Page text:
Purity is one thing, but dedication is another. Purity the anchor. Dedication the boat. The yard shifted beneath her as she wrote. The tenor. The tenor. The tenor. The thing we all long for. The thing is singing. It perches and sings. “Hope,” she began to write (in little fences), “is the thing with feathers” and then dashed indoors.


Old Adirondak by Johanna

The red Adirondak chair my grandpa built has been painted three times. I know this because I like to curl into a ball in the chair's lap and lay my cheek on its back to look real close at the cracks where sun and hail have chipped away to the green below. And in well-worn spots like the arm rests you can see all the way to white. In the morning, I sit here like this and listen to my mother humming in the garden, her big hat shading her shoulders as she leans into the rake or shovel or seeds. The early sun feels good on my legs and glistens on the blonde fuzz of my thighs. I want to sleep here or stay here all day in anticipation of growing up.

In the afternoon, the arm rest is hanging from the chair where a nail came loose but I don't have any tools to fix it with. This patch of dirt my roommates call a yard is fenced in so completely that I could be anywhere except for the sounds of the neighborhood – barking dogs, yelling mothers, a gunshot or car backfire. I lean deeply into the chair and try not to think of the diner I have to go back to in the morning to wait tables for measly tips or my ex-boyfriend who keeps texting me threatening to kill my cat. I wish for my mother.

In the evening, I am taking a few moments to myself while the baby sleeps. I have painted the chair royal blue to match the front door of the house but it will not fit on my porch so I keep it down here by the steps. I have had three glasses of wine so far, maybe four, and I want another. I imagine my body lifting off from this blue wooden frame. I am finally feeling relief from the day's routine of laundry, cooking, washing, watching and the baby begins to cry. I ignore him. He continues to cry.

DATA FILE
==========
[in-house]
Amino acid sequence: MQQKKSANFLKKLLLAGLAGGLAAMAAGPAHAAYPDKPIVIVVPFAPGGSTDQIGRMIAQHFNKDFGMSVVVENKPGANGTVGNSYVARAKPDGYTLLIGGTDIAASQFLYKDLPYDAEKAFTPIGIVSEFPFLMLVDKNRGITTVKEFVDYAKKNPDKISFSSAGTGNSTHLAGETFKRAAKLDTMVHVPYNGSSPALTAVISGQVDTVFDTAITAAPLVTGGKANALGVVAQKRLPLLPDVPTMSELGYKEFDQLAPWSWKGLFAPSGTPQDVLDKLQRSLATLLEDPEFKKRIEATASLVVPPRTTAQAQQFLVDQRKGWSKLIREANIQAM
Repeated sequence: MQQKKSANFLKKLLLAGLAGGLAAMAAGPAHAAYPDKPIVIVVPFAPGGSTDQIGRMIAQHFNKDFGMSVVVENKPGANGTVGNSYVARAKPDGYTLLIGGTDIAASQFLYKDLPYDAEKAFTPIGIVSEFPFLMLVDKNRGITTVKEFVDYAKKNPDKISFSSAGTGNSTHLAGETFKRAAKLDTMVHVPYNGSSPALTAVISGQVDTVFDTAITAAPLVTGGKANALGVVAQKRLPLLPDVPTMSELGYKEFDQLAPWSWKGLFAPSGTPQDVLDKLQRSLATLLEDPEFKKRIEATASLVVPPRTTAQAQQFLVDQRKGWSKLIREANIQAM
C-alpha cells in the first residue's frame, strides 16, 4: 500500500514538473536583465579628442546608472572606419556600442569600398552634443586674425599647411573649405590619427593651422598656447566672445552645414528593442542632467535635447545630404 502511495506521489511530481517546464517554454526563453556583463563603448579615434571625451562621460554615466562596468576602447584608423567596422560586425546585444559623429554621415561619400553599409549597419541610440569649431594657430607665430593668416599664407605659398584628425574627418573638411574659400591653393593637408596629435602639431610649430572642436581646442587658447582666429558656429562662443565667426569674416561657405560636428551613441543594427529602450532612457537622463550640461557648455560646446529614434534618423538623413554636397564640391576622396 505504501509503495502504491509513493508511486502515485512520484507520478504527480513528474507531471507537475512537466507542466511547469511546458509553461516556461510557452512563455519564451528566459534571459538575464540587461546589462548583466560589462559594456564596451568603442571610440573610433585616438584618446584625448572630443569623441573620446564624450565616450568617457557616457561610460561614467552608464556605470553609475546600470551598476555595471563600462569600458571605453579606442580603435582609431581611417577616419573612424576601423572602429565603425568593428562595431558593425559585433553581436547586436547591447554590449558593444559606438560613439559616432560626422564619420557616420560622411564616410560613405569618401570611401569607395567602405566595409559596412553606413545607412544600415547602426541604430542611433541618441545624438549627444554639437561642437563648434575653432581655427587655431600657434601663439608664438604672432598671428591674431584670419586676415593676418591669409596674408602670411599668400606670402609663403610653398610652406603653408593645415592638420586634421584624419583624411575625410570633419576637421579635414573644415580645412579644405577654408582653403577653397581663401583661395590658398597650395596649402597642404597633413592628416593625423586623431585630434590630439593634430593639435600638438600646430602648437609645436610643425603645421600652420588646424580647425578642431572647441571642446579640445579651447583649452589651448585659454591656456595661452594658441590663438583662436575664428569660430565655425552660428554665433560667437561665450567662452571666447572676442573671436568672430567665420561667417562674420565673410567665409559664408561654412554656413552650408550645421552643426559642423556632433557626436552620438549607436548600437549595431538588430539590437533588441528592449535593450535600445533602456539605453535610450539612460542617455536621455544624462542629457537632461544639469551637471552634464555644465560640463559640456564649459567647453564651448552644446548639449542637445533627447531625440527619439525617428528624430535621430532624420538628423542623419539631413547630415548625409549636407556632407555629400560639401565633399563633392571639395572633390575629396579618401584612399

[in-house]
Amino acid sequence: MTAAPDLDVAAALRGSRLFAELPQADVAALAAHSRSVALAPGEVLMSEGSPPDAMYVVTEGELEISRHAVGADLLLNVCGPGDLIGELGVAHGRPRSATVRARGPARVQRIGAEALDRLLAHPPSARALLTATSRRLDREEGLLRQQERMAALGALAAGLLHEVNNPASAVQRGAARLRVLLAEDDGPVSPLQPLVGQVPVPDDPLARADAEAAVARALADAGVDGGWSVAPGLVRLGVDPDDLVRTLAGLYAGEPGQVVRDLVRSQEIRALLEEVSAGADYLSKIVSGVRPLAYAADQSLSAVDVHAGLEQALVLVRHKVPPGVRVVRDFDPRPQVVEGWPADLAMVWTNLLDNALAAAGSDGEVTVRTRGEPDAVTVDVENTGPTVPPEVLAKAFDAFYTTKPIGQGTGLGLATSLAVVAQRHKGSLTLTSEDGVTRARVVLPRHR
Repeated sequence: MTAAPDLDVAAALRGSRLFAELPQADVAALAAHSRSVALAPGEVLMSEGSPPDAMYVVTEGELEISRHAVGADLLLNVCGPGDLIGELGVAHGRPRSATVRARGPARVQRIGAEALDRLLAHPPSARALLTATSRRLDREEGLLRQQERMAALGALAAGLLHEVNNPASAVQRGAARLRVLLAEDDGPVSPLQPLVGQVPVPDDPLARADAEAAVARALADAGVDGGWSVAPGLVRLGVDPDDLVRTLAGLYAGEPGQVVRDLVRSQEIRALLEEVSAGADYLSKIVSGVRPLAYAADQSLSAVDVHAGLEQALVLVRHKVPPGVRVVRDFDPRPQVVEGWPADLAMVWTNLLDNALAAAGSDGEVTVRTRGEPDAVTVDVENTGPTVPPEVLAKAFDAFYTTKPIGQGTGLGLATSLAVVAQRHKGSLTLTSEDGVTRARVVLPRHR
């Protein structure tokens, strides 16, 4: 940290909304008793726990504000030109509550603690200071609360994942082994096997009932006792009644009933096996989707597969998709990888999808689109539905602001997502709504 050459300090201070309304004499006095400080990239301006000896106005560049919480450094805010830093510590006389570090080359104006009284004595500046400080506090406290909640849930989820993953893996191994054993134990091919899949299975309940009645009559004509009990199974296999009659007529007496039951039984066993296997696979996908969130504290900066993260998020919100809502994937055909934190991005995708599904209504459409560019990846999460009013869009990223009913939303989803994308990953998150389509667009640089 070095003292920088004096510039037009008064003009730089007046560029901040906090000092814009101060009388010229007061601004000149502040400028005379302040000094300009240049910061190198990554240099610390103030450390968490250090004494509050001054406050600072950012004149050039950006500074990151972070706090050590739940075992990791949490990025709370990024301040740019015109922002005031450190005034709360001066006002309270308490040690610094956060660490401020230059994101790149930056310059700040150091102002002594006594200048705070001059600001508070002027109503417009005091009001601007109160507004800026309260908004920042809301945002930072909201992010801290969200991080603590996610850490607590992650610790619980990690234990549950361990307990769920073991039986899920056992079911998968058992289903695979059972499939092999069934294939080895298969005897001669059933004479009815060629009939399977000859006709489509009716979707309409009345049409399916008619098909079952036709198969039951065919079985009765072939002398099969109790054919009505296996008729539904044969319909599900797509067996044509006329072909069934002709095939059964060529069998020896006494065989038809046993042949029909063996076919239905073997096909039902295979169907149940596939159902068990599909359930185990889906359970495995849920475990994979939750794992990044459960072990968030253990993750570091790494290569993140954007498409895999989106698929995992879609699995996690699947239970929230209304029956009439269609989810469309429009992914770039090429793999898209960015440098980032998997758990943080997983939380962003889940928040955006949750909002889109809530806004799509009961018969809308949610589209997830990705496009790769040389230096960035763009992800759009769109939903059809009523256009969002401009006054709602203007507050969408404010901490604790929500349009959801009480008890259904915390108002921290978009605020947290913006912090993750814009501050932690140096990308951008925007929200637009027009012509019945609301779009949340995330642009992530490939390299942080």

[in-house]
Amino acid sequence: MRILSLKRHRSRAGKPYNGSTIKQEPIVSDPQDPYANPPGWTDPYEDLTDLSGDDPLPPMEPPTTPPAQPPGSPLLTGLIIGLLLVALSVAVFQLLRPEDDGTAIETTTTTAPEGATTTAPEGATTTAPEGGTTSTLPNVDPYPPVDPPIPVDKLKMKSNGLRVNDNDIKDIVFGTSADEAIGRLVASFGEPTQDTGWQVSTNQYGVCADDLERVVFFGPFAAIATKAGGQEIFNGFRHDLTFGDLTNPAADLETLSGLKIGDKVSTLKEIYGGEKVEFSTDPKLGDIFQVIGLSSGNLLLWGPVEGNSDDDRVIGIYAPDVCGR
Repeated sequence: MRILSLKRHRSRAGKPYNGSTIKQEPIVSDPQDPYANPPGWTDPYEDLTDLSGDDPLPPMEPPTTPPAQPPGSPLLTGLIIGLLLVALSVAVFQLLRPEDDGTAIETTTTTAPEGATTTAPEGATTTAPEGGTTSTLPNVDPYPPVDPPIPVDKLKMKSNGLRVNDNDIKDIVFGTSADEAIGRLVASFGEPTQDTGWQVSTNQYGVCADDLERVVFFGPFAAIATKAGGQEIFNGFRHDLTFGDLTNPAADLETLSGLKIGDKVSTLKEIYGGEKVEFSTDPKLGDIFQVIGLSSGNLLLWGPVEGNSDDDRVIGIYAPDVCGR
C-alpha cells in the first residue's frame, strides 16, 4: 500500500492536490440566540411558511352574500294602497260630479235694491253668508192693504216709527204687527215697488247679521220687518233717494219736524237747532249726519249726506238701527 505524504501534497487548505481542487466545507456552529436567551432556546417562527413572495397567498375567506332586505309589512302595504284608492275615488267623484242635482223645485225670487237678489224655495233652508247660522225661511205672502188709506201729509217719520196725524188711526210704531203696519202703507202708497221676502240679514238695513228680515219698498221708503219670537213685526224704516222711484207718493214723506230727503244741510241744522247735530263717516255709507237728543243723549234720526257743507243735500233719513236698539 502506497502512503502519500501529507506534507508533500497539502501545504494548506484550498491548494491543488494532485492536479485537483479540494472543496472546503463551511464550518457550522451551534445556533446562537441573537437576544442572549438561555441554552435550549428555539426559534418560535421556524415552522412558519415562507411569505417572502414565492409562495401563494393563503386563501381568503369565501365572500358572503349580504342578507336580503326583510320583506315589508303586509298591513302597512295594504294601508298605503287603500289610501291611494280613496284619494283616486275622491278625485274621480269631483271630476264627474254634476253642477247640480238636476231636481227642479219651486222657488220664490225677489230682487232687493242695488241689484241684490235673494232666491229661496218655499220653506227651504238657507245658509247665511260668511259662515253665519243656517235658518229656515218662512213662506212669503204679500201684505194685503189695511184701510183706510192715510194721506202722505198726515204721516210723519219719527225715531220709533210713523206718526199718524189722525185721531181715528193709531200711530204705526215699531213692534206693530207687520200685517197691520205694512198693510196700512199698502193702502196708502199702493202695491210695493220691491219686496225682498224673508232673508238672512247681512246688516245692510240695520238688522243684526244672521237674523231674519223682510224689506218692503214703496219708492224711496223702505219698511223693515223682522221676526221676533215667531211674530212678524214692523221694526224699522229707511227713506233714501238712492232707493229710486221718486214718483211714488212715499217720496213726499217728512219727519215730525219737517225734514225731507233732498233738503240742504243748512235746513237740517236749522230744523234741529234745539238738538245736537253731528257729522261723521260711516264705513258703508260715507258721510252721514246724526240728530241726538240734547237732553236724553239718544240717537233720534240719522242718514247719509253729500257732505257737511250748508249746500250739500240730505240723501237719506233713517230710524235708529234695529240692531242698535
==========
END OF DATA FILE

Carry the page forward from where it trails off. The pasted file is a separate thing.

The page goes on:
It is nearly dark now, but this is my favorite time to garden. It is cool enough for my loose skin that likes to hide from sunshine and heat. I am sitting on a plastic stool my son bought for me to help me better reach the vegetable beds. It wobbles when I lean in. I look up and see that old Adirondak. Broken in three places it still survives, kind of like myself. I can't sit in it anymore, can't get out of it, but I like to see it there, looking back at me. I pull at the weeds, pull and tug, resisting like the muscles in my back. Each one I pull away at clears the memories that seep in when I relax and begin dreaming. The weeds release their roots, the soil crumbles around them.

Sunday, May 1, 2011


The True Story of Our Christmas Tree and Our Trailer Park by Marisela Chavez

Listen up, Son. This is why we hang our “Christmas Tree” in the sky from the crane every year:
Many many many years ago there lived a Man, right here on this land, the only person who could cut down the pine trees that filled this valley. He was very strong. See, this used to be a magical place before the Man pissed off a God.  Let me tell you how.

This man--we don’t know his name--was a good man, a nice man, if a little cocky, but who wouldn’t be? He had a power no one else did. He was the only person strong enough cut down these trees, as I said. Some say the power was God-given, which makes sense that it was likewise God-taken. This man cut down the trees and the others hauled them off and sold the wood all across the country. It was even shipped overseas! This land prospered from the wood because it was the strongest wood on Earth. It was a kind of magical wood.

One day, for apparently no reason, the God dropped in on the Man and asked him to find the loveliest tree, to chop it down and to leave the logs atop a little hill for the God to take. The Man said he would but he didn’t. He was distracted. You see he was in love and feeling like a God himself. So, the Man decided he wanted to build a new house made of the best wood to impress his lover, and instead of supplying the God with the wood from the loveliest tree, he left the God wood from the second loveliest tree, which, if you remember, was still nice-looking wood because all the wood of the forest was the best wood on Earth. But he wasn’t thinking straight when he picked the prettiest wood for himself.